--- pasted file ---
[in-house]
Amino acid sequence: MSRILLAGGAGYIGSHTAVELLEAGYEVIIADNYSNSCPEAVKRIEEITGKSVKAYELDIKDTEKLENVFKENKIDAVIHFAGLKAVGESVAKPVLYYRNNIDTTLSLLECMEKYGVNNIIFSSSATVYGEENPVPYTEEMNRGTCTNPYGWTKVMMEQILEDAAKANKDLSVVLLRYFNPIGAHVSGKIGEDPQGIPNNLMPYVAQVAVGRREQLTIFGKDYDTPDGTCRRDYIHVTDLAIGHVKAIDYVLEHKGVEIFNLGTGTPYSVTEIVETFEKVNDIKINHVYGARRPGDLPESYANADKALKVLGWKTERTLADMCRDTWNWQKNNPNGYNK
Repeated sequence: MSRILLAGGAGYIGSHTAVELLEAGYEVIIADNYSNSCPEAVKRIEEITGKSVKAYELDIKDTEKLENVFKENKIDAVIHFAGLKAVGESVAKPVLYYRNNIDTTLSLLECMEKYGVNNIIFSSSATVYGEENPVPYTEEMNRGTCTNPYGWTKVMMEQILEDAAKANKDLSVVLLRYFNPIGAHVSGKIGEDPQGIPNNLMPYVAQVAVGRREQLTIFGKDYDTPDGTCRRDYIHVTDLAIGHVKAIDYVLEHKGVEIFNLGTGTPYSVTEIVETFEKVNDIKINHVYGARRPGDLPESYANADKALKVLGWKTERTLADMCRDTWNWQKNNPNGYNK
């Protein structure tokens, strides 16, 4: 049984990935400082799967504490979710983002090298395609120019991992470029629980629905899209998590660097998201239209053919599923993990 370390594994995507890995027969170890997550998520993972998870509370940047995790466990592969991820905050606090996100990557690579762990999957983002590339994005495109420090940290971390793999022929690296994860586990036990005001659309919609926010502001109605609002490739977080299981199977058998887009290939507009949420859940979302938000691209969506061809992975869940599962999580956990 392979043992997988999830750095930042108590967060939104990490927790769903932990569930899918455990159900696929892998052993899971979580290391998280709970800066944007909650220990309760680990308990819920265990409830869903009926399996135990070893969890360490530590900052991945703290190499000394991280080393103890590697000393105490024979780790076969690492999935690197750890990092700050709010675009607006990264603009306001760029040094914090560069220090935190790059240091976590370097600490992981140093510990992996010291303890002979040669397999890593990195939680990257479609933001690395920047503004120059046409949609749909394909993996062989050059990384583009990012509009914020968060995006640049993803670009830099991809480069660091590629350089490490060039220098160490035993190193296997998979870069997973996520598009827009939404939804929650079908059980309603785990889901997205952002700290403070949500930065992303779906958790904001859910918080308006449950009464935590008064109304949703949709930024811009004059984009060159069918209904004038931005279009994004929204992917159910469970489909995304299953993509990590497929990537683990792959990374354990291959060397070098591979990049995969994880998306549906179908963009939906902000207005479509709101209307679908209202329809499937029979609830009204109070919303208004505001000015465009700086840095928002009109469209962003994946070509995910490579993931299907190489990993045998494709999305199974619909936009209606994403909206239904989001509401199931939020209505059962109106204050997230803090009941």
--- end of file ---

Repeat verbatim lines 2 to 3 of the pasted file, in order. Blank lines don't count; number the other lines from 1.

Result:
Amino acid sequence: MSRILLAGGAGYIGSHTAVELLEAGYEVIIADNYSNSCPEAVKRIEEITGKSVKAYELDIKDTEKLENVFKENKIDAVIHFAGLKAVGESVAKPVLYYRNNIDTTLSLLECMEKYGVNNIIFSSSATVYGEENPVPYTEEMNRGTCTNPYGWTKVMMEQILEDAAKANKDLSVVLLRYFNPIGAHVSGKIGEDPQGIPNNLMPYVAQVAVGRREQLTIFGKDYDTPDGTCRRDYIHVTDLAIGHVKAIDYVLEHKGVEIFNLGTGTPYSVTEIVETFEKVNDIKINHVYGARRPGDLPESYANADKALKVLGWKTERTLADMCRDTWNWQKNNPNGYNK
Repeated sequence: MSRILLAGGAGYIGSHTAVELLEAGYEVIIADNYSNSCPEAVKRIEEITGKSVKAYELDIKDTEKLENVFKENKIDAVIHFAGLKAVGESVAKPVLYYRNNIDTTLSLLECMEKYGVNNIIFSSSATVYGEENPVPYTEEMNRGTCTNPYGWTKVMMEQILEDAAKANKDLSVVLLRYFNPIGAHVSGKIGEDPQGIPNNLMPYVAQVAVGRREQLTIFGKDYDTPDGTCRRDYIHVTDLAIGHVKAIDYVLEHKGVEIFNLGTGTPYSVTEIVETFEKVNDIKINHVYGARRPGDLPESYANADKALKVLGWKTERTLADMCRDTWNWQKNNPNGYNK